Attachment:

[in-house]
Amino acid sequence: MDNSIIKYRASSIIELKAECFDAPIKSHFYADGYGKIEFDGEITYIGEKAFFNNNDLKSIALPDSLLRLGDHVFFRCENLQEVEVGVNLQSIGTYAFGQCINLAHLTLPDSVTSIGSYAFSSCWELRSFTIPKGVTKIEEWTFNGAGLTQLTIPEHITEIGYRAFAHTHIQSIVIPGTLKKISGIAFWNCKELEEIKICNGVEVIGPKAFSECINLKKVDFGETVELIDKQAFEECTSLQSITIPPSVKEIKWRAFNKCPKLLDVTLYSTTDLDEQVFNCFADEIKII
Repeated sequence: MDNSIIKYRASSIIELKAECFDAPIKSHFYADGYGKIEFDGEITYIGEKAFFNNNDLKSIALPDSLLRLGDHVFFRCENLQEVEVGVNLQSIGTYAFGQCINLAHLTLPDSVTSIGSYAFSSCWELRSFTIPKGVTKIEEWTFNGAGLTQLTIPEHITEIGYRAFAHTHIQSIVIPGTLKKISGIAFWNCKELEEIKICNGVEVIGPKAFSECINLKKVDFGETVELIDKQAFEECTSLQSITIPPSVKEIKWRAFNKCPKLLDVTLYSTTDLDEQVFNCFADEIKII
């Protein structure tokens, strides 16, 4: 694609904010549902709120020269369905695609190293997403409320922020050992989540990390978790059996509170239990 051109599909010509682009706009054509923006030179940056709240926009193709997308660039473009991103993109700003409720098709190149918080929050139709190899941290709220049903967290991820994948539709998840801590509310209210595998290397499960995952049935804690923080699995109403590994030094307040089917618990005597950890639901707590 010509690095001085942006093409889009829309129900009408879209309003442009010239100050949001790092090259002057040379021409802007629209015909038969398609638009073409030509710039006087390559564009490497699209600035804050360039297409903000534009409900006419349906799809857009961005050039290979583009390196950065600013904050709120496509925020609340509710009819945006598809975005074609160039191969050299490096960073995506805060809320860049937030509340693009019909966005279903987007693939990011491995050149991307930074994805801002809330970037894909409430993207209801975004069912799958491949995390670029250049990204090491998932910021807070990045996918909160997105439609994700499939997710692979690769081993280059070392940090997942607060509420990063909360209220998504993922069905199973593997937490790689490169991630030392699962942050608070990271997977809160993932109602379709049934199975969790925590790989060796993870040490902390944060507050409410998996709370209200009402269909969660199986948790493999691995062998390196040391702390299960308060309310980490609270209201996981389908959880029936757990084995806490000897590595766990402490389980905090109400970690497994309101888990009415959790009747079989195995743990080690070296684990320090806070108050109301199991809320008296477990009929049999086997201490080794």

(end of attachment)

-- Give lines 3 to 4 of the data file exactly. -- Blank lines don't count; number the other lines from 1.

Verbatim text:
Repeated sequence: MDNSIIKYRASSIIELKAECFDAPIKSHFYADGYGKIEFDGEITYIGEKAFFNNNDLKSIALPDSLLRLGDHVFFRCENLQEVEVGVNLQSIGTYAFGQCINLAHLTLPDSVTSIGSYAFSSCWELRSFTIPKGVTKIEEWTFNGAGLTQLTIPEHITEIGYRAFAHTHIQSIVIPGTLKKISGIAFWNCKELEEIKICNGVEVIGPKAFSECINLKKVDFGETVELIDKQAFEECTSLQSITIPPSVKEIKWRAFNKCPKLLDVTLYSTTDLDEQVFNCFADEIKII
């Protein structure tokens, strides 16, 4: 694609904010549902709120020269369905695609190293997403409320922020050992989540990390978790059996509170239990 051109599909010509682009706009054509923006030179940056709240926009193709997308660039473009991103993109700003409720098709190149918080929050139709190899941290709220049903967290991820994948539709998840801590509310209210595998290397499960995952049935804690923080699995109403590994030094307040089917618990005597950890639901707590 010509690095001085942006093409889009829309129900009408879209309003442009010239100050949001790092090259002057040379021409802007629209015909038969398609638009073409030509710039006087390559564009490497699209600035804050360039297409903000534009409900006419349906799809857009961005050039290979583009390196950065600013904050709120496509925020609340509710009819945006598809975005074609160039191969050299490096960073995506805060809320860049937030509340693009019909966005279903987007693939990011491995050149991307930074994805801002809330970037894909409430993207209801975004069912799958491949995390670029250049990204090491998932910021807070990045996918909160997105439609994700499939997710692979690769081993280059070392940090997942607060509420990063909360209220998504993922069905199973593997937490790689490169991630030392699962942050608070990271997977809160993932109602379709049934199975969790925590790989060796993870040490902390944060507050409410998996709370209200009402269909969660199986948790493999691995062998390196040391702390299960308060309310980490609270209201996981389908959880029936757990084995806490000897590595766990402490389980905090109400970690497994309101888990009415959790009747079989195995743990080690070296684990320090806070108050109301199991809320008296477990009929049999086997201490080794």